Today I’m a pastor running a community safe residential re-entry program for sex offenders. We have grown from a fledgling pioneer in sex offender re-entry to a well-respected organization recognized as experts in sex offender residential re-entry. By God’s grace, none of our graduates have ever been accused of a new sexual offense. The privilege of serving the communities at large, these men, their families and victims as an ambassador for Christ continues to be an honor beyond words.
Things didn’t look this way for me 25 years ago. I had violated another human being and dishonored myself. I had allowed bottomless darkness to control my life and the lives of others. And then, somehow, a gift of grace opened a door leading out of that darkness and into the light.
This year has marked the 25th anniversary of my opening the gift of desperation and discovering that I could choose to change. New hope and relief over whelmed me when I heard that I’d made bad choices and could learn to make right choices in life and love — that the cancer that I had allowed to defile my character could be treated and contained. I saw that, in time, with radical honesty and hard work (and it was), my faculties could be renewed and restored. I would no longer need to be a slave to destructive behaviors. The Truth would and has set me free.
Equipped with tools from secular sex offender treatment and two years of Bible school, I established a new life with hope of a future. I believed then, as I do now, that children need the positive influence of both of their parents in their life. Reconciliation with my natural daughter (non-victim) was my goal. It fueled my fight to regain the ability to influence her life as only a father can. Despite restrictions imposed by the Court and meted out by Supervision, I pursued reconciliation. I kept at it. My posture to the Court was that if they were mandating treatment then they needed to validate treatment.
I’m proud to say that, while still under Supervision, I appeared Pro Se three times progressively asking the Court to restore my social rights and my relational rights with my daughter. Each time I received a measure of grace. First, the Court approved an Affidavit I crafted to disclose to families in our church my past choices, conviction and present status. Supervision told each family they’d be crazy to sign off on taking responsibility for their children’s well-being in my presence. Despite this warning, they all chose to believe in the ability for hearts and minds to be changed. The next two advances were related to restoring my positive influence in my little girl’s life. Rather than waiting to finish Treatment and Supervision and hoping for the best, I pursued the Court to be more responsible by utilizing the safety net of Treatment and Supervision in this process. Eventually, while still under Supervision, I regained the joy of unsupervised contact with my daughter. While walking out of the court room that day my PO told me I needed to go out and buy a lottery ticket. No need, I had won one of the most valuable prizes; restoration with my daughter. That was quite a day for me. I think I heard the angels singing.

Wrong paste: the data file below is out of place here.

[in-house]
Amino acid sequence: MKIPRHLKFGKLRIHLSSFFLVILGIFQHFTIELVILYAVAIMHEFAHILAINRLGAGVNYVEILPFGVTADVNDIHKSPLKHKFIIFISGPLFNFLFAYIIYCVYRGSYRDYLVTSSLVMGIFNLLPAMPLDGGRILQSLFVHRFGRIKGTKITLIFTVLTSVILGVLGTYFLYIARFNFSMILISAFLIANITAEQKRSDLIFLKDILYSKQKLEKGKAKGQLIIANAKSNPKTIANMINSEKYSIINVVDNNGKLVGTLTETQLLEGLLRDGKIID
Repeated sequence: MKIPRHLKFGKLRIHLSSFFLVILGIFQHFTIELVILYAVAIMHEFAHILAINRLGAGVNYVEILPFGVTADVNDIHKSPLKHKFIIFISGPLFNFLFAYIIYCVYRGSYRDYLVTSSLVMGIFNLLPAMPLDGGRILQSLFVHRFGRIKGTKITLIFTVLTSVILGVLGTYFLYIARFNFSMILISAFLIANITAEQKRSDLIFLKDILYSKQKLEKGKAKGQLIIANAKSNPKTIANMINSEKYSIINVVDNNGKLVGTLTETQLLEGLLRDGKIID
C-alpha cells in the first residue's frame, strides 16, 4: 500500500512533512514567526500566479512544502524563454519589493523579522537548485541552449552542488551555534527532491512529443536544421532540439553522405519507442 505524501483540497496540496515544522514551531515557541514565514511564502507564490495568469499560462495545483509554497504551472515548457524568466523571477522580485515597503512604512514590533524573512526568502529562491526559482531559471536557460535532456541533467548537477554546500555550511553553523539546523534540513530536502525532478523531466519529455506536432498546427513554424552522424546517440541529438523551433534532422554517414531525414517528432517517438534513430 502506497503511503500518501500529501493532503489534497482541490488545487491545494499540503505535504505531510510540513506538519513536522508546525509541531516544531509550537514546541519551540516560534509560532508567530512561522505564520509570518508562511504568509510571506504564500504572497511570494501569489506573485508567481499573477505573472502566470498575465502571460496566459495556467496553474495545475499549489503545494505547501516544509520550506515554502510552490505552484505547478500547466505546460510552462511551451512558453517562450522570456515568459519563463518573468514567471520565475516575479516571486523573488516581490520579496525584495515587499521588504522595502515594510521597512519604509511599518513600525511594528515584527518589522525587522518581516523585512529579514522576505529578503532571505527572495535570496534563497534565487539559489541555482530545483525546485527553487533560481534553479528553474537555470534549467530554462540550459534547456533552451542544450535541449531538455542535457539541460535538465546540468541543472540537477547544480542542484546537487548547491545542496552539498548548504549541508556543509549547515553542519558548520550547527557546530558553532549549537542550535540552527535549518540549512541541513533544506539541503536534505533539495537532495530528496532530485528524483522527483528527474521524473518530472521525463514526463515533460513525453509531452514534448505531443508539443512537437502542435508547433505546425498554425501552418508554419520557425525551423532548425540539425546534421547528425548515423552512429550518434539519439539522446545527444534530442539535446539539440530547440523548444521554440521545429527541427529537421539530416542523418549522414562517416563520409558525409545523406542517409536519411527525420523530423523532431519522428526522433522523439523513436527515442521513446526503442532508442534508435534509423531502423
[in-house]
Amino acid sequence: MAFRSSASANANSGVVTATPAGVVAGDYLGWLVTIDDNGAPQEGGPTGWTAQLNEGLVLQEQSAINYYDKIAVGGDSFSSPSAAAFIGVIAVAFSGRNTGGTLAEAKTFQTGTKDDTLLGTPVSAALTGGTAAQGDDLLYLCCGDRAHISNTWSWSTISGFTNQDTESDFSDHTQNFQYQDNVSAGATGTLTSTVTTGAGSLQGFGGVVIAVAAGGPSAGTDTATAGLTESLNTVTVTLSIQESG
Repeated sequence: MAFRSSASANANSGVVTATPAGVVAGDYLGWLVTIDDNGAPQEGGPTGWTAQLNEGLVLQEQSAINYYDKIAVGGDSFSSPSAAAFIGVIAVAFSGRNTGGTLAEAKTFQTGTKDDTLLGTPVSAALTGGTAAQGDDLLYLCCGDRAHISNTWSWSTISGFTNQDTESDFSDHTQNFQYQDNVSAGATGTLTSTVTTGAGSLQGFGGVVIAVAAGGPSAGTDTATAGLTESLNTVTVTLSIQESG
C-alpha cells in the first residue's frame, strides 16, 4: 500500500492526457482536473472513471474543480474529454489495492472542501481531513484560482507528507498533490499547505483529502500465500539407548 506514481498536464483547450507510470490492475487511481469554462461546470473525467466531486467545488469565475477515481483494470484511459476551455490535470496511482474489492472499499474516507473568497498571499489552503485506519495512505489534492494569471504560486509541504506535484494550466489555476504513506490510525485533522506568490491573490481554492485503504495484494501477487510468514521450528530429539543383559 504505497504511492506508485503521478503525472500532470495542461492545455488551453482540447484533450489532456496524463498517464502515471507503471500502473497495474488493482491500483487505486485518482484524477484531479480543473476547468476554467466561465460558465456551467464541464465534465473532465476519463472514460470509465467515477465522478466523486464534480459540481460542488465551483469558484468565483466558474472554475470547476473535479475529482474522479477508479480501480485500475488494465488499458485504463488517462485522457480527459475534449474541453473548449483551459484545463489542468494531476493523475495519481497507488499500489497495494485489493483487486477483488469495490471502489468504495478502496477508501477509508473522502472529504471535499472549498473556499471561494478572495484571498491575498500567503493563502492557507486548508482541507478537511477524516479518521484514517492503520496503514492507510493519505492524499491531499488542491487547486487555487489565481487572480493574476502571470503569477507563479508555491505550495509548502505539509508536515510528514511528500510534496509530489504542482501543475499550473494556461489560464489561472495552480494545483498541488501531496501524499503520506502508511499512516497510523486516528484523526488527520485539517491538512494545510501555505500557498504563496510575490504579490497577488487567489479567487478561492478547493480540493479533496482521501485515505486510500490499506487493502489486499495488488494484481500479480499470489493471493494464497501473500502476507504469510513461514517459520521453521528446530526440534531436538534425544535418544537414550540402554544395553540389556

But my heart broke for men who were serving a life sentence on revolving charges. I had been incarcerated for only a short time. But these guys clearly didn’t have much hope for change. There were no resources available as an alternative to returning to their old stomping grounds and familiar follies.
I wanted to help these men by providing re-entry housing. Fortunately as it turned out (given my own realities), the door was closed to helping the masses at that time. Instead I was led into mentoring men in groups and individually. Building on this experience over the years, I was eventually led to Texas where I was now ready to develop this community residential re-entry program for sex offenders. Serving these men in the midst of a society determined to make things as difficult as possible for them – and often for me – gives me a real sense of satisfaction and appreciation of the importance of second chances. I’ve learned that no matter how desperate things feel, we have the power to choose to set things right. And that knowledge has been a great gift.